2012 NFL Mock Draft: Why We Chose Mike Adams

INDIANAPOLIS, IN - FEBRUARY 25: Offensive lineman Mike Adams of Ohio State participates in a drill during the 2012 NFL Combine at Lucas Oil Stadium on February 25, 2012 in Indianapolis, Indiana. (Photo by Joe Robbins/Getty Images)

It's official: as the representative for the Buffalo Bills in the 2012 SB Nation NFL Writers Mock Draft, I've selected Ohio State offensive tackle Mike Adams with the No. 10 overall pick. You can read all about it over at MockingTheDraft.com, where the pick was just announced.

Let's get into the "why" of the pick after the jump. Before we do that, however, I want to make one thing very clear above the fold: I probably dislike this pick even more than you do.

Over the weekend, I told you that a whopping 16 players were considered for this selection. When that many players are being considered for a Top 10 pick, there are a few truisms at play: there is no stand-out candidate, and therefore little value to be had at the pick; trading up would be a good idea; and trading down would be a better idea.

Alas, the rules of this mock draft prohibit trades of any sort. I went into the pick hamstrung, knowing that I'd be picking a player that I had little conviction in as a prospect but without any clear alternatives. This is the sixth year running that I've made picks for the Bills in the SB Nation mock draft, and the pick of Adams is by far the most uncomfortable pick I've had to make. And I'm the guy who picked Malcolm Kelly, Aaron Maybin and Jimmy Clausen, folks.

Adams, the 6'7", 323-pound tackle from the Big 10, was ultimately the pick. I, like the vast majority of you (I assume), would not be particularly thrilled with that pick if it came to fruition in reality.

Why Adams over the likes of Riley Reiff, Jonathan Martin and Cordy Glenn at tackle? It's simple: I believe that GM Buddy Nix prefers size over any other trait at tackle. Just take a look at the three tackles he's brought in: Erik Pears (6'8", 316), Sam Young (6'8", 316) and Chris Hairston (6'6", 330) are positively massive human beings. Add in the fact that Adams has the requisite light feet and length for the position - as well as a ton of playing experience - and Adams seemed the most "Nix-ish" of the available tackles to me.

Had I picked the top tackle on my own list, I'd have taken Reiff - short arms and all. I firmly believe that he is the safest bet at tackle, followed by Martin. I see the 6'4" Glenn as a guard - I think Nix probably would, too - and the Bills aren't taking a guard with a Top 10 pick.

There are concerns with Adams that are well-documented - his alarming inconsistency despite tons of experience, his 2009 arrest concerning drug paraphernalia (charges were later dropped), and his 2011 tattoo-related suspension - and all should be red flags to the Bills, and anyone else, to varying degrees. The drug-related arrest is of particular concern, to my eye, but I'm not sure that it'd be enough to take him off of Buffalo's board of Round 1-worthy picks.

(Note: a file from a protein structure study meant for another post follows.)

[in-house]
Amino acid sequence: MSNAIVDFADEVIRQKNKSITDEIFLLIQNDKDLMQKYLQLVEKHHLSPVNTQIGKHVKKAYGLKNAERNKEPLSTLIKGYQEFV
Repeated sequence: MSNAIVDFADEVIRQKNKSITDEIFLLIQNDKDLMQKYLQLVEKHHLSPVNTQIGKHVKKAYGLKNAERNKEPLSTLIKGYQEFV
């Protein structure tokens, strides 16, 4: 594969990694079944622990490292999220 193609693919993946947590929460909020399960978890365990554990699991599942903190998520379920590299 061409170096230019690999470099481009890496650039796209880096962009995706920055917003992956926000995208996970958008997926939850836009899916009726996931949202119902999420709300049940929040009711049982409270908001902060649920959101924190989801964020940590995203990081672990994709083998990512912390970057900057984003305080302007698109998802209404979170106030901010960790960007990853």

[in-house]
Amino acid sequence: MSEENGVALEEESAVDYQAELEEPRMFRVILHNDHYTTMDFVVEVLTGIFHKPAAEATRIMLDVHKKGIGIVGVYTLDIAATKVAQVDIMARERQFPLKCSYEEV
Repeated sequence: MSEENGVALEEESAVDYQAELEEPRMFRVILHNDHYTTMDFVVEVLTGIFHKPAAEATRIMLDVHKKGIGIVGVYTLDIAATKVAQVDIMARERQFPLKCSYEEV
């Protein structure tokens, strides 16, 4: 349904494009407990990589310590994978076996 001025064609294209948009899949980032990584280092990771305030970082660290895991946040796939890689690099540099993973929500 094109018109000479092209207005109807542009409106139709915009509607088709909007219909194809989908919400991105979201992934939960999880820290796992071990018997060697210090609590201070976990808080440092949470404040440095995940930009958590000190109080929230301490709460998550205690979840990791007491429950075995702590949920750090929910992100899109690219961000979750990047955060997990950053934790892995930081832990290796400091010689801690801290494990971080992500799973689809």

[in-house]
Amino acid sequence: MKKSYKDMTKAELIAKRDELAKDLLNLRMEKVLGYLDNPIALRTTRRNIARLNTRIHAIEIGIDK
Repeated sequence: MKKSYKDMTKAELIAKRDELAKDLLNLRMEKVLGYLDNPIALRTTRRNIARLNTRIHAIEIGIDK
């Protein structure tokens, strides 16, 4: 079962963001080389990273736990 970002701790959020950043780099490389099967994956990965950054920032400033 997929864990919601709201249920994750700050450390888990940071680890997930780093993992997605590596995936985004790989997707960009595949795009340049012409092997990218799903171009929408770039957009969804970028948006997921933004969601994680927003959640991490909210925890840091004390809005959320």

So Adams was the not-so-standout choice at tackle. Why, then, did we go Adams over the likes of Michael Floyd, Kendall Wright, Melvin Ingram and Courtney Upshaw? Read on, Rumbler.

With two receivers and two pass rushers in consideration, I wanted to cut those numbers in half to make the final decision. I chose Floyd over Wright at receiver because as much as I like Wright, the overwhelming trend has been that small receivers have slipped out of Round 1. That won't happen with Wright, but the Bills are notorious for favoring bigger receivers, and Wright to Buffalo just doesn't seem particularly feasible. I also went with Ingram over Upshaw because while I believe Upshaw is the better prospect, Ingram would provide more immediate value at a suddenly-loaded defensive end position as a sub-package rush specialist.

Ingram was the first cut in the final analysis because while I think he'd be the best pick of the three, the Bills have already put plenty of resources into that position this off-season, and it's hard to see them picking a guy that should start at a position where, at best, he'd begin at fifth on the depth chart. That left the pick to Adams and Floyd.

Floyd would make a lot of sense for the Bills, too, and is unquestionably a better football prospect than Adams. My problem there is that insofar as character concerns go, Floyd's three separate alcohol-related incidents are a much bigger red flag in combination than the duo of concerns with Adams. Talent should usually trump troubles - and in a Bills locker room that finally appears stable, it just may - but in my book, Floyd is the bigger gamble than Adams.

That, my friends, is how I landed on Adams. Again: I probably dislike the pick even more than you do. My stance now, and for the next month, will be very clear: the Bills either need to trade up four or more spots for a sure bet (which is incredibly unlikely), or they need to trade down and get one of a dozen-plus interesting prospects at a much more worthwhile Round 1 selection. It's time to trade down, Mr. Nix.

Finally, and for the record: I try to approach these picks with as much realism as possible. I obviously don't know what the team is thinking, so I try to mix past organizational behavior together with what I personally know about players. I know I'll be asked, so here's my answer: had I been making the pick purely as if I were actually going to be making the pick for the Bills, it'd have been Reiff.

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